Four Loko is officially crashing the hard-seltzer party with all the subtlety you would expect from the company that brought you the now-banned beverage dubbed “blackout in a can.”
After teasing the news of the impending release on social media this summer to monster effect, the company last week debuted its entry, a black-cherry bomb, into the booming category of boozy, fizzy water — the drink that millennials are increasingly picking over traditional beer and wine options. Modestly dubbed “the hardest seltzer in the universe,” Four Loko’s product, which will be in stores nationwide within the next week or so, proudly bucks the trends prevalent on shelves.
Other seltzers may tout their slim cans (so chic!), low alcohol levels (you can party all day!) and calorie counts, all the better for swilling after a particularly grueling leg day. But Four Loko? It’s not health food. It’s not pretending to be. It’s here to get you buzzed, fast, and it doesn’t care who knows it.
First, there’s its beefy can, which bears the brand’s signature bro-y camo print and contains a whopping 24 ounces. And then there’s the holy-moly 12 percent alcohol by volume, which is more than twice that of White Claw, the hard seltzer dominating the market, which contains a sessionable 5 percent.
Down the entire thing (which, c’mon, really is the point — it’s not as if you’re going to split one), and you’ve imbibed the equivalent of an entire bottle of vino, which means you probably shouldn’t be texting anyone.
Aggressive? Yes, but it’s deliberately so, says Donna Hood Crecca, who monitors beverage trends for food service research and consultancy firm Technomic. Crecca notes that the hard-seltzer marketplace is already pretty packed, with established brands such as White Claw, Truly and Bon & Viv being chased by Natural Light, PBR and Budweiser, as well as a slew of craft producers.
“If you’re going into a hot category that’s crowded, you have to go in with something different,” she says.
Which means a departure from hard seltzer’s trend toward lighter flavors and lower alcohol — the qualities of a quaff you could sip by the pool all day. “Hard seltzer is about refreshment, and it has a better-for-you positioning,” she says. “But then along comes Four Loko — they’ve done everything big, and they’ve always pushed the envelope.”
Jaisen Freeman, the co-founder of parent company Phusion, says Four Loko isn’t trying to go head-to-head with available hard seltzers. Rather, he says it’s is aimed at drinkers who aren’t getting what they want from the fizz that’s currently on the shelves. “There are people sitting on the sidelines, and we can bring consumers into the category,” he says.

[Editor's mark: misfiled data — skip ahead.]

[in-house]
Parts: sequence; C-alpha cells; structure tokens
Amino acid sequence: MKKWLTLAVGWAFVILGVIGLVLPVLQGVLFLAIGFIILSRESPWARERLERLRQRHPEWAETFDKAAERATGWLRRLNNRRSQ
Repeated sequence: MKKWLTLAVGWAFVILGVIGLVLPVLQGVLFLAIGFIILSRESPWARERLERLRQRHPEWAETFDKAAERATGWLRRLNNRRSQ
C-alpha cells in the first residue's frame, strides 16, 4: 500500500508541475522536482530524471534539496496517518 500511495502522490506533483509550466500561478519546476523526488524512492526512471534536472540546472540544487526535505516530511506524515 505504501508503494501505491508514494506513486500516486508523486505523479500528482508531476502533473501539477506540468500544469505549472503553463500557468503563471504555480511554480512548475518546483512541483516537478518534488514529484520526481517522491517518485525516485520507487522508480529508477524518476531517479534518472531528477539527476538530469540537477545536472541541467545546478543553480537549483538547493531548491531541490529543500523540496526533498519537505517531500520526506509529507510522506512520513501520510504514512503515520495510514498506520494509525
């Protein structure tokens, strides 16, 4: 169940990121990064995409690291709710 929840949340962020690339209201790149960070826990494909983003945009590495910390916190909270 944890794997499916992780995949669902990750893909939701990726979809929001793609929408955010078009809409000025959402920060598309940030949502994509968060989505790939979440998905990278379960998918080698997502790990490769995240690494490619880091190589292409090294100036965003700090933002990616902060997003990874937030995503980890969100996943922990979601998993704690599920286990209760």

As for the typical profile of a hard seltzer (i.e., light on flavor and booze): “That’s not what the DNA of our brand is, which is more flavor and more ABV,” he says. Of course, the company may be most famous for its original drink formula, whose potent one-two punch combination of caffeine and malt liquor was ultimately banned by the Food and Drug Administration.
The paler color of the seltzer can’s camouflage print seems to be the only attempt to fit in with the rest of the hard-seltzer fleet, which are usually packaged in slender white pop-tops meant to telegraph their youthful appeal.
Flavor and booze aren’t the only things that Four Loko turned up with its new beverage — it also sped up the timeline for getting it out to stores. After the company announced the impending product this summer, reaction on social media was enthusiastic, and the company rushed to capitalize. Part of hard seltzer’s success, particularly among millennials, is a result of the memes that have sprung up around it (for example, #whiteclawsummer was definitely a thing).
In typically bombastic fashion, the company in August tweeted a photo of a Four Loko seltzer can, with blurry images of its competitors in the backdrop. “Hard Seltzers ran so we could fly,” the caption read.
“Feedback was crazy,” Freeman says. “Right away we realized we needed to push this up and be part of the market.” The company went with a black cherry flavor and plans to add others, starting with a sour mango version, next year.
Since then, the company’s Twitter account has hyped the debut with posts trolling White Claw and Budweiser.
So what does the promise of a quick buzz in a can taste like? Unlike many would-be fans who are lamenting not being able to find it in stores yet, I got my hands on a few of them and invited a few colleagues to join me.
For starters, what is billed on the can as a “hint” of black cherry turned out to be more of a “yell” or perhaps a straight-up punch to the face. But then again, expecting finesse from a can of malt beverage is about as productive as resisting the hard seltzer tidal wave.
The flavor was distinctly over-the-counter-medicinal, though the tasters differed on which cold treatment it most resembled. Robitussin? Dimetapp? “I’d say Luden’s, but I like Luden’s,” one said.
Another thing that struck all of us was that the drink’s body was heavier than any seltzer we’d tried. It seemed that the bubbles were struggling to fizz in the viscous, syrupy liquid, which only contributed to the cough medicine effect. But it did deliver on the buzz. I’m no lightweight, but I could feel its effects after only a few sips — which is, perhaps, its very purpose for existing at all.
One thing seems certain: If Four Loko Fall really is the new White Claw Summer, we might not remember much of it.
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